Elba onion growers Matt Mortellaro, Guy Smith, Chuck Barie, Emmaline Long, and Mark and Max Torrey received an Excellence in Integrated Pest Management (IPM) Award from the New York State Integrated Pest Management Program (NYSIPM). The six are muck onion farmers in Elba, who meet weekly during the growing season for what is known as Muck Donut Hour, to discuss crop protection tactics.
Onions grown in muck soil — organically rich former swampland where production practices are unique and intense — are one of the most valuable crops in New York, with an average value of $34.6 million. In the Elba muck and surrounding pockets in Orleans, Genesee, and Livingston counties, eight farms produce 40 percent of the New York onion acreage on 3,000 acres. Mortellaro, Triple G, CY, and Big O farms account for almost 75 percent of that production.
In 2005, onion thrips infestations were nearly uncontrollable in New York. Populations of the vegetable-loving insect were resistant to multiple insecticides, and the hot and dry conditions created a worst-case scenario, causing crop losses exceeding 30 percent. The Elba muck growers helped Cornell researchers conduct dozens of research trials and host large-scale demonstrations on their land, in an attempt to understand the biology, ecology, and management of thrips.
“The result culminated in a practical thrips management program, which includes regular scouting of onion fields followed by sparing use of insecticides designed to minimize resistance,” said Brian Nault, professor of Entomology at Cornell AgriTech.
The Elba growers are now able to successfully manage their thrips infestations. They average between one and four fewer insecticide applications and have saved an average of $113/acre, which is approximately $6,000-$226,000 per farm per year.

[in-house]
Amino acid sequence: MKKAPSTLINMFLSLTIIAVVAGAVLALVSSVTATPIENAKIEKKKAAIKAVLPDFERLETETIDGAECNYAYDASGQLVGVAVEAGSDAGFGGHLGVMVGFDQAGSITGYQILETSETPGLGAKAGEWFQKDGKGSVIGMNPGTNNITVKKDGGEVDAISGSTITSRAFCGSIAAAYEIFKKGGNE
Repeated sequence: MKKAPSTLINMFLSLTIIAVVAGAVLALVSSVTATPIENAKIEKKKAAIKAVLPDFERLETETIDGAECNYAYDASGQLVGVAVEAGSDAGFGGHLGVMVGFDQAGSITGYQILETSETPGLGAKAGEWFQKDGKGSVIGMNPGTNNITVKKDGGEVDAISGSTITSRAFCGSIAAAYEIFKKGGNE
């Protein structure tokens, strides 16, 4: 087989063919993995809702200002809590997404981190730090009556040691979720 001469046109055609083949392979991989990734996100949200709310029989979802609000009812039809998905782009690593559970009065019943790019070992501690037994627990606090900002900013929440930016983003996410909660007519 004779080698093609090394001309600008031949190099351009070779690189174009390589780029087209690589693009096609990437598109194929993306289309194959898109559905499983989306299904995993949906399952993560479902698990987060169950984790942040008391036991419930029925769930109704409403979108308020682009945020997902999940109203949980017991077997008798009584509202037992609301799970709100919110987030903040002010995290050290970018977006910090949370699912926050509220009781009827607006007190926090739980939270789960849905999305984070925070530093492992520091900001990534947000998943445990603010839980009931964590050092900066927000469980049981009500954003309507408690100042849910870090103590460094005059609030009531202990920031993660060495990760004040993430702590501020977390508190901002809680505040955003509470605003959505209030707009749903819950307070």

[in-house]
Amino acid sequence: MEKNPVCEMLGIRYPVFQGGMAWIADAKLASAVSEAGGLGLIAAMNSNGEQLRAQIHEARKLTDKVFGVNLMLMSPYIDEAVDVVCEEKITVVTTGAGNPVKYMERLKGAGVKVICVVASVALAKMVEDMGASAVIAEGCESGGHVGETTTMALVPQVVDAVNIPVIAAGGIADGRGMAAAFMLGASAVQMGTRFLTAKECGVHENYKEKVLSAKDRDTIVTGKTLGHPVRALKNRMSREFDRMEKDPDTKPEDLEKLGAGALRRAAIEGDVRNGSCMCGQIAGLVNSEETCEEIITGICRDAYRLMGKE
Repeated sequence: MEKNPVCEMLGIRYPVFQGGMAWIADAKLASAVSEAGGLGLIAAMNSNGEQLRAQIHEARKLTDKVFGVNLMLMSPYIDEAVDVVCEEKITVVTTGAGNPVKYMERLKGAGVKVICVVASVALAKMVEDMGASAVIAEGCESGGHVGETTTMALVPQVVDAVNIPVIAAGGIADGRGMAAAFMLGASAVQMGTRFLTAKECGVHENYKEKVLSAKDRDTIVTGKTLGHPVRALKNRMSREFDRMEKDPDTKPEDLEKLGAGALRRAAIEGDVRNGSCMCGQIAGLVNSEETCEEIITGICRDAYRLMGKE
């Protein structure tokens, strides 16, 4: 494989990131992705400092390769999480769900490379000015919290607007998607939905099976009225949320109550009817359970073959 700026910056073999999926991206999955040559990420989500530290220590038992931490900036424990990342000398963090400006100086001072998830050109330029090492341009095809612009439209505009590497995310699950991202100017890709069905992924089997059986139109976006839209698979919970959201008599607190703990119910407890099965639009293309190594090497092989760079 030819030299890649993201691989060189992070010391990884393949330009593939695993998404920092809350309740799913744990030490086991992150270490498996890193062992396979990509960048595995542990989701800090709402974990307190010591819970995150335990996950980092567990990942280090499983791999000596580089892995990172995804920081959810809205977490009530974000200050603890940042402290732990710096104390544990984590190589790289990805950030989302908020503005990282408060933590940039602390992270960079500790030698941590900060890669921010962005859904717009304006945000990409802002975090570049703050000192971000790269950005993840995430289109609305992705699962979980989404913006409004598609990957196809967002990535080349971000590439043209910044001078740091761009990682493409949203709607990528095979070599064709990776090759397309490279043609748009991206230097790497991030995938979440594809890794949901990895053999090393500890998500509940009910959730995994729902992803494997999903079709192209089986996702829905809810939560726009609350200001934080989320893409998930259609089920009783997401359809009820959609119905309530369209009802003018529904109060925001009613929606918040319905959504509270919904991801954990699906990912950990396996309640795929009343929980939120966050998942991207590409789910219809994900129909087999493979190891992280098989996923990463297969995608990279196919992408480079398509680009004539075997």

In addition to regular scouting, the other key tool in the IPM arsenal is information exchange and discussions at the Muck Donut Hour, which Christy Hoepting, senior extension associate with the Cornell Vegetable Program, describes as a way she keeps her "finger on the pulse" of the pest complex each year.
A CCE tradition for more than years, the Muck Donut Hour is held weekly during the growing season. There growers and researchers discuss the latest research findings, scouting and spray reports. Hoepting notes the willingness of the muck onion farmers to entrust their crops to Cornell’s research, and their transparency in sharing spray records.
She continues: “the Elba growers are undeniably brave; to so wholeheartedly adopt IPM practices demonstrates the extent of their faith in Cornell’s research on their farms. The risk of a pest spiraling out of control in a high-value onion crop is frightening. Clearly, these growers believe in solid science and go above and beyond to support it.”
Steven Beer, professor emeritus of Plant Pathology and Plant-Microbe Biology at Cornell University, says, “without the cooperation of the Elba onion growers, it is not likely that so many IPM-themed tactics would have been adequately tested under real grower conditions. They set the standard for other growers.”
The Elba muck onion farmers are Matt Mortellaro, a third-generation muck farmer and co-owner of G. Mortellaro & Sons, with his brother Paul.
“Matt is a fearless leader in adopting IPM strategies," adds Hoepting. "He is committed to sustainable onion production and environmental stewardship, and is a strong advocate of onion IPM."
Guy Smith, a fourth-generation muck farmer, owns Triple G Farms with his brother Greg and nephew Gary. Guy Smith represents the Elba growing region on the Board of Directors for the New York Onion Research and Development Program.
Chuck Barie and Emmaline Long are Crop Production Managers for CY Farms LLC, which grows 120 acres in Batavia and Elba. Barie has been responsible for planting, spraying, irrigating and harvesting the onions for more than years. Long joined the farm in 2014, after graduating from Cornell; she scouts CY’s entire onion acreage weekly, including counting thrips, to implement IPM.
Together, she and Barie make pest management decisions. CY has the ability to micromanage every 5-20 acre onion field based on each area’s precise pest management needs.
Mark and Max Torrey are a father and son onion growing duo, and 11th and 12th generation farmers with Torrey Farms Inc. Max serves as the General Manager for Torrey’s onion operation, Big O Farms.
As the largest grower in Elba, the Torrey’s pest management practices affect everyone.
“Their commitment to implementing resistance management strategies and following IPM spray thresholds has been instrumental in preserving the longevity of insecticides remaining effective against thrips,” Hoepting says.
The award was presented to the pioneering growers during their Muck Donut Hour on Tuesday, July 30.